From Longman Dictionary of Contemporary Englishldoce_755_zunderstandun‧der‧stand /ˌʌndəˈstænd $ -ər-/ ●●●S1W1 verb (past tense and past participle understood /-ˈstʊd/)1meaning [intransitive, transitive]UNDERSTAND to know the meaning of what someone is telling you, or the language that they speak → misunderstoodShe doesn’t understand English.I’m sorry, I don’t understand. Can you explain that again?The woman had a strong accent, and I couldn’t understand what she was saying.make yourself understood (=make what you say clear to other people, especially when speaking a foreign language)I’m not very good at German, but I can make myself understood.2fact/idea [intransitive, transitive]UNDERSTAND to know or realize how a fact, process, situation etc works, especially through learning or experienceI don’t really understand the political situation in Egypt.understand how/why/where etcYou don’t need to understand how computers work to be able to use them.How the drug works isn’t fully understood.understand (that)I understand that this treatment may not work.3person/feelings [intransitive, transitive]UNDERSTANDSYMPATHIZE to realize how someone feels and why they behave the way they do, and to be sympatheticMy parents just don’t understand me.Just tell him how you feel – I’m sure he’ll understand.understand how/what etcI understand how you feel, but I think you’re overreacting.(can) understand somebody doing somethingI can understand her wanting to live alone and be independent.4believe/think [transitive] to believe or think that something is true because you have heard it or read itunderstand (that)‘I understand that he was 62 when he died, ’ McLeish said.it is understood (that)It is understood that the Queen approves of her nephew’s romance.be understood to be (doing) somethingDillons is understood to be reorganising the company’s management structure.GrammarIn more formal English, you say it is understood that when saying what people in general believe is true: It is understood that an agreement will be signed today.5 →give somebody to understand (that)6 →be understood (that)7 →understand something to be/mean something8 →do you understand?GRAMMAR: Using the progressiveUnderstand is not used in the progressive. You say: I understand what you’re saying.✗Don’t say: I’m understanding what you’re saying.THESAURUSunderstand to know the meaning of something, or the reasons for somethingI understand what you’re saying.Doctors are beginning to understand what causes the disease.see especially spoken to understand something, especially the truth about a situation or the reasons for somethingI can see why you don’t like him.Do you see what I mean?Oh, I see!get informal to understand a joke, what someone says, the reasons why something is true etcShe didn’t seem to get the joke.Do you get me?He explained the math homework twice, but I still don’t get it.I still don’t get why she left. comprehend formal to understand something, or understand why something is importantThe dream was easy to describe, but difficult to comprehend.They had failed to comprehend the significance of the problem.know what somebody means spoken to understand what someone is telling you, or what a situation is like, especially because you have some experience or knowledge about this‘It can be really hard to give up smoking.’ ‘I know exactly what you mean.’We now know what the scientists meant when they warned about global warming.follow to understand something such as an explanation or story as you hear it, read it etcThe plot is hard to follow.His instructions were easy to follow.to understand something difficult grasp to completely understand an idea or a fact, especially a complicated oneSome of his theories can be rather difficult for the ordinary reader to grasp.I don’t think Stuart really grasped the point I was making.fathom /ˈfæðəm/ formal to understand what something means or the reasons for something, after thinking carefully about itShe looked at him, puzzled, trying to fathom the reasons for his actions.make sense of something to understand something that is not easy to understand, especially by thinking about itPeople are still trying to make sense of the news.can’t make head nor tail of something spoken used when something seems impossible to understandI can’t make head nor tail of his plays, and I’m not sure that anyone else can either.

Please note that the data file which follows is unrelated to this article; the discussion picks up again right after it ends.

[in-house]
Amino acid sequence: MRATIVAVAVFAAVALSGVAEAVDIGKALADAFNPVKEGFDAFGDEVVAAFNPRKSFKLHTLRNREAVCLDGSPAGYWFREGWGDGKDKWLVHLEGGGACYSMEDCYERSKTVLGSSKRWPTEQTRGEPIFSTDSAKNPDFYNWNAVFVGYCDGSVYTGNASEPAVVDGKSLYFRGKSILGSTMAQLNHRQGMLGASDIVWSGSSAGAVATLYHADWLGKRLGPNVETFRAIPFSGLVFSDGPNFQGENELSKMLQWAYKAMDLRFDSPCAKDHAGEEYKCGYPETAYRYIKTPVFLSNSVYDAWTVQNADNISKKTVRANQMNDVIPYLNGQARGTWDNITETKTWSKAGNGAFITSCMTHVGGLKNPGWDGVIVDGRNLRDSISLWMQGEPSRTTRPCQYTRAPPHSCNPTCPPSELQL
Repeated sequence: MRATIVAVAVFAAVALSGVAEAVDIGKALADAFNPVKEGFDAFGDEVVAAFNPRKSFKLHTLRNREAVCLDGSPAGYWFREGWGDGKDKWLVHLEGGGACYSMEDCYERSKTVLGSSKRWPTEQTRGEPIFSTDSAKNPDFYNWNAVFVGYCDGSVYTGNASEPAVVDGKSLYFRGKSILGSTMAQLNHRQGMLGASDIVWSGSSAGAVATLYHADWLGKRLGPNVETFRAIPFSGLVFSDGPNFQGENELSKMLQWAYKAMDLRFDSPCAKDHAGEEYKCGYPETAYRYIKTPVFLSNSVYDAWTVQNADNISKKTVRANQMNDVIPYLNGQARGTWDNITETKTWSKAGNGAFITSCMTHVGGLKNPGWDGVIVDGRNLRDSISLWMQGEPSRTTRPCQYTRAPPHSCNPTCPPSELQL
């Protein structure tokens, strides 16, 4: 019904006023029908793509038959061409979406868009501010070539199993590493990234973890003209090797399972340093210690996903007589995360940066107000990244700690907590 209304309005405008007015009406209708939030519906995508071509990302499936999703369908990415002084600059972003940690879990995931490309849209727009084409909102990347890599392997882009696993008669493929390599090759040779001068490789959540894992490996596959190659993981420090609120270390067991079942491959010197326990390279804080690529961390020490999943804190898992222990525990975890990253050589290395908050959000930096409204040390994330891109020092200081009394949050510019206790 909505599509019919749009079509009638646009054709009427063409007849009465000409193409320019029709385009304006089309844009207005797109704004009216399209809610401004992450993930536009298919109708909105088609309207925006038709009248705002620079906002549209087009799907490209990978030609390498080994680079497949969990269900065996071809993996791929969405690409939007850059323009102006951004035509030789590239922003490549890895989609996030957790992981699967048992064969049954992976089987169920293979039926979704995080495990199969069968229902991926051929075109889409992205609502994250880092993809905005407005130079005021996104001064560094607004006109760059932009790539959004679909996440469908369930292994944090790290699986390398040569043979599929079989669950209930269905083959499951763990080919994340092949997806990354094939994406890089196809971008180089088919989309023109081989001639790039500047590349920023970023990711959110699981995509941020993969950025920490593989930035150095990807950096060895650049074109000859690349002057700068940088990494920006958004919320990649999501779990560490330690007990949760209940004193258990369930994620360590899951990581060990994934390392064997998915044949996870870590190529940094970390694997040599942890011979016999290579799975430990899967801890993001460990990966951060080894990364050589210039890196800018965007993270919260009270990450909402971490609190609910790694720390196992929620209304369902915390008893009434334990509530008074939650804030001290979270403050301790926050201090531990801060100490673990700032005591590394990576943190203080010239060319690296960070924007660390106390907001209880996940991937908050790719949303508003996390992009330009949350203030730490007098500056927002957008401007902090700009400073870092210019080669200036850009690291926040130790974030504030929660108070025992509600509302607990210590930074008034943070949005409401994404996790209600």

understand• She spoke slowly and clearly so that everyone could understand.• You can only apologize, and hope that she'll understand.• Computermanuals should be written in a way that is easy to understand.• How can I make you understand?• I'm sure if you talk to your boss, he'll understand.• I'm sure your teacher will understand.• A person watching could understand and almost envy it.• I'm sorry. I still don't understand. Can you say it slower?• Unfortunately she doesn't understand English.• Sondra doesn't understandfootball at all.• You don't need to understand how a computer works to use it.• Bateson now argued that the directstudy of variation was the only way of trying to understand how evolution actually works.• I completely understand how things are when money is tight.• I understand how you feel, but I still think you should apologize to her.• Don't worry. I understand perfectly.• The witness said he understood that he was swearing to give true and correct information.• Unlike many political appointees, she was determined to understand the most complexdetails of her job.• Doctors still do not fully understand the process by which the disease is transmitted.• I didn't understand the teacher's instructions.• The second costassociated with producing fundaccountsrelates to the investment of time and skill needed to understand them.• When he's old enough to understand, we'll tell him he's adopted.• We're trying very hard to understand what she's going through.• Ben asked a few questions to make sure he understood what to do.• They understand what we say better than we understand them.• Naturally June couldn't understand why it was that I went on cutting her.make yourself understood• Dholuo was the language and I knew I was an encumbrance until I could make myself understood.• Hardly a practicablesolution when she didn't even know if she could make herself understood.• Unless people make themselves understood and understand what others are saying, the process can not work.• Ian was the best at making himself understood as he had been a Latinscholar.• We talk to: Express ourselves and to make ourselves understood by others.• I often have troublemaking myself understood in Japanese.• As we will soon see, the inability to make oneself understood properly was at the root of the crisis in Vicos.• When Cardinal Spellman was presiding, he had such difficultymaking himself understood that he had to have some one speak for him.understand how/why/where etc• Part of understanding how this boundarylayer looks involves under-standing what it is made of.• Their owner says she's sickened, and can't understand why anybody would do such a thing.• I never could understand why anybody would want to daily cut and hack on bodies or parts of bodies.• But I didn't understand why he took the penalty.• Then I understood why he was shattered.• At this time I was at a loss to understand how it managed to hover for so long in the same place.• In order to understand how this happens we need to understand two ideas that are central to cognitiontheory.• Suddenly he understood whywars were fought and how it was with buddies willing to heave themselves on to bouncing hand grenades.understand how/what etc• They said they understood howbusy I was.• This allows everyone-not just leaders-to understand whatdirection they need to take.• Even a passing reference is sufficient, if readers will understand what is meant.• Once the horseunderstands what is required of him, he should enjoy his work and improve day by day.• When Grandmaunderstood what the man said about wanting to search me, she told me to empty my pockets.• At least it would give them some idea, at least they would now understand how things were.• Paul does not understand how this can be good.• I didn't understand what was taking place within me.it is understood (that)• But an obligation to obey the law as it is understood in political writingstoday is a mere primafacie obligation.• There clubs closed at 1am and it is understoodlocal police liaised with managers before Saturday.• The Hamiltons' Cheshire home was searched, and it is understood that a computer was among items taken away for examination.• Thus it is understood that cells are influenced by fields and not currents of electricity, as the effect is minimal.• Initially Mr Bond gave his approval, but it is understood that sanction has subsequently been withdrawn.• His first priority will be to find players as it is understood that several of last season's side want to leave.• Creativity inevitably involves taking risks, and, in Great Groups, it is understood that the risk taker will sometimesstumble.• St. Mary's are appealing against the decision but it is understood the housing trust are considering an alternativesite.